If you would like to participate with FCAB:

Please submit 500 word abstracts (not counting references) that include a title, background, methods, results and implications, along with full contact details, and any questions to Margaret Sherraden (msherraden@wustl.edu) or Julie Birkenmaier (birkenjm@slu.edu). Papers should adhere to the standards of APA (6th edition).  High quality manuscripts will be considered for a proposed special issue of an academic journal.  The submission deadline is July 31, 2014.

Leading Change Through Community Practice

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Social work is one of the fastest-growing professions in the United States, and one of the most rewarding. Community practice focused professionals work at the state and national level to promote empowerment, social change, social justice, and increased quality of life.

Through the building of coalitions/networks, program design and implementation, community practice social workers change the lives of millions of people each day. Based on an infographic by Case Western Reserve University, we’ve highlighted a few of the individuals today that are making an impact on the local, state and national stage.

Susan Blasko, Program Facilitator For Youth & Technology, PNC Fairfax Connection ~”Celebrating the community’s proud history and legacy of hope.”

As program facilitator for PNC Fairfax Connection, Ms. Blasko provides community access to childhood programs, historic preservation and cultural resources for the families of Cleveland, Ohio’s Fairfax neighborhood. Through the program “Grow Up Great,” Ms. Blasko leads a $350 million initiative for bilingual early childhood education.

Geoffrey Canada, CEO, Harlem Children’s Zone~“Cradle to College to Career.”

As the CEO of Harlem Children’s Zone, Mr. Canada leads the charge to serve over 10,000 children and 7,400 adults through a series of educational, social, health, and community-building programs to encourage academic success.  In just the last 10 years, Harlem Children’s Zone has expanded service coverage from 24 blocks to 100 blocks.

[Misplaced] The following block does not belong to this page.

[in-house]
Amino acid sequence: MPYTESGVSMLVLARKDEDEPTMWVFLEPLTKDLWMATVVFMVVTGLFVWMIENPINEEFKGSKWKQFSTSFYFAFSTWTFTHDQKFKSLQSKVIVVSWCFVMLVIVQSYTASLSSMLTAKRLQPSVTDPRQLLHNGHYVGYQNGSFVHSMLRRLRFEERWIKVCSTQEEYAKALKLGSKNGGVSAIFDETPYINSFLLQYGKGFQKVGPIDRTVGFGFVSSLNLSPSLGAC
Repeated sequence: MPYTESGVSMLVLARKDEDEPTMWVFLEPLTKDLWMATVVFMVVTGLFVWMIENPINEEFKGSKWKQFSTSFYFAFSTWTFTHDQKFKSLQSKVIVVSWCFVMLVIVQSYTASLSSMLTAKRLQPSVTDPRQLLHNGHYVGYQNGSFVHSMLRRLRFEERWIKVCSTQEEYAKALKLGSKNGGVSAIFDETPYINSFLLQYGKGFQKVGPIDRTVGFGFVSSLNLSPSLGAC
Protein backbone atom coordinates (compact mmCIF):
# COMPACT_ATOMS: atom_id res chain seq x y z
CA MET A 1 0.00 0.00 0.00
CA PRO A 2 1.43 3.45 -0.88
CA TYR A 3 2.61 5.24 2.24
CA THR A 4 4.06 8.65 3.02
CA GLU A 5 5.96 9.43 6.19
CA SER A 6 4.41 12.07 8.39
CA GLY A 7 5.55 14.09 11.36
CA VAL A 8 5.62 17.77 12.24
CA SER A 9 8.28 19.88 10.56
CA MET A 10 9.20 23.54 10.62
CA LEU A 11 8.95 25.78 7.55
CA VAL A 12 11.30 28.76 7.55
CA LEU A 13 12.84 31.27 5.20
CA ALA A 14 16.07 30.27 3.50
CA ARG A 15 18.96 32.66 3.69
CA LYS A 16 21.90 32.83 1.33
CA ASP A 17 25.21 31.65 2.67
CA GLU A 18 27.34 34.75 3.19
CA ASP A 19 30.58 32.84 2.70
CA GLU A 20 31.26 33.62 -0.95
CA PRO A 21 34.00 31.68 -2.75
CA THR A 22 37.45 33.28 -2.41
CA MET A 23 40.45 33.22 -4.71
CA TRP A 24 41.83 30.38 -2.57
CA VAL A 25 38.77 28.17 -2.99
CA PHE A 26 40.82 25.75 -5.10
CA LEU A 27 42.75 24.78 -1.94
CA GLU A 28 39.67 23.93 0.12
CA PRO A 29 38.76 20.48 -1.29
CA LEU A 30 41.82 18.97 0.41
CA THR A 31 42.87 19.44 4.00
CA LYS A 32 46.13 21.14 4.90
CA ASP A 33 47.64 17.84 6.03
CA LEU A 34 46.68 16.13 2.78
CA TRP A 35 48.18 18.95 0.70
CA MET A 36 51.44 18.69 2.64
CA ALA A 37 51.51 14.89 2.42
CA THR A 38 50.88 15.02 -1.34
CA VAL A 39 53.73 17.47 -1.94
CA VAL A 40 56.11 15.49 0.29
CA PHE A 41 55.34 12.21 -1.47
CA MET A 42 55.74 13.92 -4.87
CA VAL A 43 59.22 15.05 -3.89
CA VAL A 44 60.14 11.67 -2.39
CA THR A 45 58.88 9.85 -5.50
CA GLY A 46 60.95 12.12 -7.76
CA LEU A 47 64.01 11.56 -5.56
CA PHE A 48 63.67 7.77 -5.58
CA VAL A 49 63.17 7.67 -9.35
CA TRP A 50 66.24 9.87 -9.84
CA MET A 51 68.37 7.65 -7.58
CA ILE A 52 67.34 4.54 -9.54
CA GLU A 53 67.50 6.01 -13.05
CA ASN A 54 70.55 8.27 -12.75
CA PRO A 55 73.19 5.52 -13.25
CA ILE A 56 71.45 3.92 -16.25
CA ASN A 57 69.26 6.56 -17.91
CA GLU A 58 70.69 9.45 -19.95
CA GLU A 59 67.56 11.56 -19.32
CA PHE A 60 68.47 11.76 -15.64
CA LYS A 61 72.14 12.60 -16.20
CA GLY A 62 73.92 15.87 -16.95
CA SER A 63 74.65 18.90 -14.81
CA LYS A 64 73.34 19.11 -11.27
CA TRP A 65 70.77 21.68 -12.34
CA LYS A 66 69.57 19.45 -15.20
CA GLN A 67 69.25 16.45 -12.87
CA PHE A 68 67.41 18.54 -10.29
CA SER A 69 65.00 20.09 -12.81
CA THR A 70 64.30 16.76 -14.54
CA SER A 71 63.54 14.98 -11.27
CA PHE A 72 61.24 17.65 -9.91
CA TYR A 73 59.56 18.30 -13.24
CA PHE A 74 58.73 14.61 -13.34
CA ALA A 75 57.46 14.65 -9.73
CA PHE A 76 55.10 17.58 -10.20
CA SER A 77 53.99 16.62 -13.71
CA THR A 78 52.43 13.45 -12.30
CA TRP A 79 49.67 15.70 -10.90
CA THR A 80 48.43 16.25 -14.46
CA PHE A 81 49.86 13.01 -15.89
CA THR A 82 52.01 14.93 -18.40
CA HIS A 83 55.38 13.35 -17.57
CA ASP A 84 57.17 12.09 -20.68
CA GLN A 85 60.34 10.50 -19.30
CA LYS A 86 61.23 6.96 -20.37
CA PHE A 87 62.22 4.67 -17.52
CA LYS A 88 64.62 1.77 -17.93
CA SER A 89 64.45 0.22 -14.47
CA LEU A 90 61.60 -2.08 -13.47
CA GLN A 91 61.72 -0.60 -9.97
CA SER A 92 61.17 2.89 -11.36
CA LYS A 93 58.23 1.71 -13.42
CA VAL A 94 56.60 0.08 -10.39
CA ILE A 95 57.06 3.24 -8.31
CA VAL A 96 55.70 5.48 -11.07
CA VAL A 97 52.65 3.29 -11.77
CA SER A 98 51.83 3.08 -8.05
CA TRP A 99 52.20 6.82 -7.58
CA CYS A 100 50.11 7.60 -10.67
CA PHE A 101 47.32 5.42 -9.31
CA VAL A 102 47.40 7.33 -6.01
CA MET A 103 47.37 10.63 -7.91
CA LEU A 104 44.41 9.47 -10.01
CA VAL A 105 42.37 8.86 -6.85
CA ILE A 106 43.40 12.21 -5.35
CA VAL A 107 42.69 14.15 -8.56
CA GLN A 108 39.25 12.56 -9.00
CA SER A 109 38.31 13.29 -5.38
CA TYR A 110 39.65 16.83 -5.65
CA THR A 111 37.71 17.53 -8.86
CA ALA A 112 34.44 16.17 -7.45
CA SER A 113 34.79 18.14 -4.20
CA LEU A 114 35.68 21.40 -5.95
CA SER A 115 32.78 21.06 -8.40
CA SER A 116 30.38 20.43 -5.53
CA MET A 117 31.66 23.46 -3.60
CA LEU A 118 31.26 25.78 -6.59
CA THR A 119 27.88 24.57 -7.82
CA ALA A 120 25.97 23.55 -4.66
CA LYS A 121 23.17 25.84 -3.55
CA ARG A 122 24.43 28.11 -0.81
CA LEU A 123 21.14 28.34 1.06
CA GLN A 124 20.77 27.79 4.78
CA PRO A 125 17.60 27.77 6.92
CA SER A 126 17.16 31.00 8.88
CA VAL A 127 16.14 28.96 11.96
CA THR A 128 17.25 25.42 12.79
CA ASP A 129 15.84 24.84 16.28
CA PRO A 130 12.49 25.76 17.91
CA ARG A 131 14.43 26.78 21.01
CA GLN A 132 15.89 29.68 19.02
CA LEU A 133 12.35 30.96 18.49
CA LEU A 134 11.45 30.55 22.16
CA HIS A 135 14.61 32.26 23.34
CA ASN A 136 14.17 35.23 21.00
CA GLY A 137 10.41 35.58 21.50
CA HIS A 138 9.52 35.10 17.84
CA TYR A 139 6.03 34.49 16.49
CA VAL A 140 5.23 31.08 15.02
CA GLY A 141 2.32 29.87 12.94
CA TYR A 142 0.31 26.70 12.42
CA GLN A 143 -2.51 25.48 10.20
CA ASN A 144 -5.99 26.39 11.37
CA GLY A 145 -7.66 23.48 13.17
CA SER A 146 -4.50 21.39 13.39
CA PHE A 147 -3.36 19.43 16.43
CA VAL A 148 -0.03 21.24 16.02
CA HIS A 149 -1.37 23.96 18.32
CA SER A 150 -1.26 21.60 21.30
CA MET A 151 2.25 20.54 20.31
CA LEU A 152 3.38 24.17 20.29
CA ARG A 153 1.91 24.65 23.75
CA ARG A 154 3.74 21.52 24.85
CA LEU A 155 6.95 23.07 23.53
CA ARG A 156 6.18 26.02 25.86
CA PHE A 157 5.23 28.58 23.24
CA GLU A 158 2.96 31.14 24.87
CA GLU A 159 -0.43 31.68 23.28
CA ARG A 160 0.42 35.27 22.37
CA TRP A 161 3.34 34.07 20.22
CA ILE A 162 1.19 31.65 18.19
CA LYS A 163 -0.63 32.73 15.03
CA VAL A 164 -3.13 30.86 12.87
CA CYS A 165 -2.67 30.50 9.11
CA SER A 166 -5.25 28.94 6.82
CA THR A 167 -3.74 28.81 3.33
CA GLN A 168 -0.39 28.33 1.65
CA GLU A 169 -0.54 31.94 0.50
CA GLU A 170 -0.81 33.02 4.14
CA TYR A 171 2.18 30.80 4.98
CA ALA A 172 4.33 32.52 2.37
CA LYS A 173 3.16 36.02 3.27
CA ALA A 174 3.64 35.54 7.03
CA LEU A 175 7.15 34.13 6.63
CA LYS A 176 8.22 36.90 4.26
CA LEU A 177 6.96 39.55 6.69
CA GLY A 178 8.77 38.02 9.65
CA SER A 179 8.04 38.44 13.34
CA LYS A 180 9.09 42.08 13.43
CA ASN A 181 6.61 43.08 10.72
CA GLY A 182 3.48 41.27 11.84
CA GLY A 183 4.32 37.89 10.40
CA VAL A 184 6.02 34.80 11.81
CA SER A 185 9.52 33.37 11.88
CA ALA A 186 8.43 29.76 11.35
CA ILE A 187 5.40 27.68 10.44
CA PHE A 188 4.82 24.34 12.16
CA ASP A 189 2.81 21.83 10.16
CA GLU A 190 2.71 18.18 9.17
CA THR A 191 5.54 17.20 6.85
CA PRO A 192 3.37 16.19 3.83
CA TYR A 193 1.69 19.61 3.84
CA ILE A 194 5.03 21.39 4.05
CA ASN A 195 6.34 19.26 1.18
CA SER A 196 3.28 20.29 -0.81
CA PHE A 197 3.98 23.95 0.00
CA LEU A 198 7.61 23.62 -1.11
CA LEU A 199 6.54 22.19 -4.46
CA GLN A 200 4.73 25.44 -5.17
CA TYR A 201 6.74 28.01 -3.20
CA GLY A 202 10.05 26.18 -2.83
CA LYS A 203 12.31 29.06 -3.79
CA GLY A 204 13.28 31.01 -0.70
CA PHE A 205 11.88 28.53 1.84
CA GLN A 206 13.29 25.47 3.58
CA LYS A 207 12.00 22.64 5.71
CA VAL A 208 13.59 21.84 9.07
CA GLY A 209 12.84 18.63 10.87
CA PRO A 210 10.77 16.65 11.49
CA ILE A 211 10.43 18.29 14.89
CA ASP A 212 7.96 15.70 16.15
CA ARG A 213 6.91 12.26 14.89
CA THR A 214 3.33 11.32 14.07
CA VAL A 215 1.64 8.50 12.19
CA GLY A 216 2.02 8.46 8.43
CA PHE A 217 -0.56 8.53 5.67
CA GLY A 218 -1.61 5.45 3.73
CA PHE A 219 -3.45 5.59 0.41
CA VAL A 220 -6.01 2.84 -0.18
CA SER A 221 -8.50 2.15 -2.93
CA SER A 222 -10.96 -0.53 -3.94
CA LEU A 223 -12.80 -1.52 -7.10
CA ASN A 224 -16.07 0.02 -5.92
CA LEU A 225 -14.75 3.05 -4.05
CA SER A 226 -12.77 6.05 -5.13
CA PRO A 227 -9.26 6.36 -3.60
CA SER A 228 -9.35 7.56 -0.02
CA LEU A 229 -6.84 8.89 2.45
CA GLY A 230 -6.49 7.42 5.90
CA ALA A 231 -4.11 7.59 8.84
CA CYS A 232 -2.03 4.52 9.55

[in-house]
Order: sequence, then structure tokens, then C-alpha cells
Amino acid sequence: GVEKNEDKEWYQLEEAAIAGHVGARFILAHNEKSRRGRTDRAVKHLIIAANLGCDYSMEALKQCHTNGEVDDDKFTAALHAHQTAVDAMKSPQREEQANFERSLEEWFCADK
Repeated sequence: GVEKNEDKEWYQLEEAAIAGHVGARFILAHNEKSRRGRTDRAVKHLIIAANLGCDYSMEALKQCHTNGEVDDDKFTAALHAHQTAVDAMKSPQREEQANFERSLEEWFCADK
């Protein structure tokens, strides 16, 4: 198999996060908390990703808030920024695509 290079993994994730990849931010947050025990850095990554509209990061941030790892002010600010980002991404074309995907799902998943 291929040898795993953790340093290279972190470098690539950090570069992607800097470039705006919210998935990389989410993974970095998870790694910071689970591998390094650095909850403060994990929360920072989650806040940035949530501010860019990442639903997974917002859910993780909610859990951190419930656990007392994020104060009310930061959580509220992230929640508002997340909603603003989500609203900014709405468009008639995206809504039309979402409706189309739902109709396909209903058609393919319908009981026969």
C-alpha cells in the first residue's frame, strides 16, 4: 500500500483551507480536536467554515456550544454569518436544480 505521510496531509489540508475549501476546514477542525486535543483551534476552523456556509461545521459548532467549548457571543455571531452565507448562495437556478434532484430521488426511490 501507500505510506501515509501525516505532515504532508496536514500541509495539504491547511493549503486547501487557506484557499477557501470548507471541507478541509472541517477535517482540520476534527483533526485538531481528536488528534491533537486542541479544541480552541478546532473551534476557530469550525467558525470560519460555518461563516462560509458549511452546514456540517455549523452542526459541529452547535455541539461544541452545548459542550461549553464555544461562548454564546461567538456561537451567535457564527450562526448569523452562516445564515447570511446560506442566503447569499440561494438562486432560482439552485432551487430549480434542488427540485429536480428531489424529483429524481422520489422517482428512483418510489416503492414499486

Frank Farrow, Director, Center For The Study of Social Policy ~“Ideas into action”

As Director for the Center For The Study Of Social Policy, Frank Farrow develops public policy solutions and provides technical assistance to support vulnerable children and families. The program’s initiative is to strengthen families and prevent child abuse.  In 2012, the Center For The Study Of Social Policy reached 35,000 participants in 23 states.

Paula McCoy, Consultant and Former President/CEO, North Carolina Minority Support Center ~”Serving Strengthening Sustaining Our Communities.”

Today, Ms. McCoy works to create economic opportunity through small business funding and community credit union advocacy across North Carolina. Ms. McCoy has helped 43 small businesses receive the funding they need through the procurement of $2.6 million in loan funding.

Sandra Moore, President, President, Urban Strategies ~”Engaging residents, revitalizing community, empowering possibility.”

As President of Urban Strategies, Ms. Moore leads the charge in rebuilding the physical and human infrastructure in redeveloping urban communities. Currently, Urban Strategies serves 19,980 low to moderate-income families in 14 communities in the United States.

Tom O’Brien, Program Director, Neighborhood Connections (The Cleveland Foundation) ~“Igniting the power of everyday people.”

Mr. Obrien leads the initiative of the Cleveland Foundation’s Neighborhood Connections. Through community grants and funding for over 1,600 projects, he has worked tirelessly to provide neighborhood grants to support every day people that are actively using their creativity, passion, ingenuity and connectedness to make life better.

Michael Sherraden, Founding Director, Center for Social Development ~“Enable individuals, families, and communities to formulate and achieve life goals.”

In 2010, Dr. Sherraden was named one of Time’s 100 Most Influential People. As the founding director for the Center For Social Development, he leads the organization in the development of public policy innovations to enhance social and economic opportunities for disadvantaged communities. The center focuses programs on asset building, civic service & engagement, productive aging and thriving communities.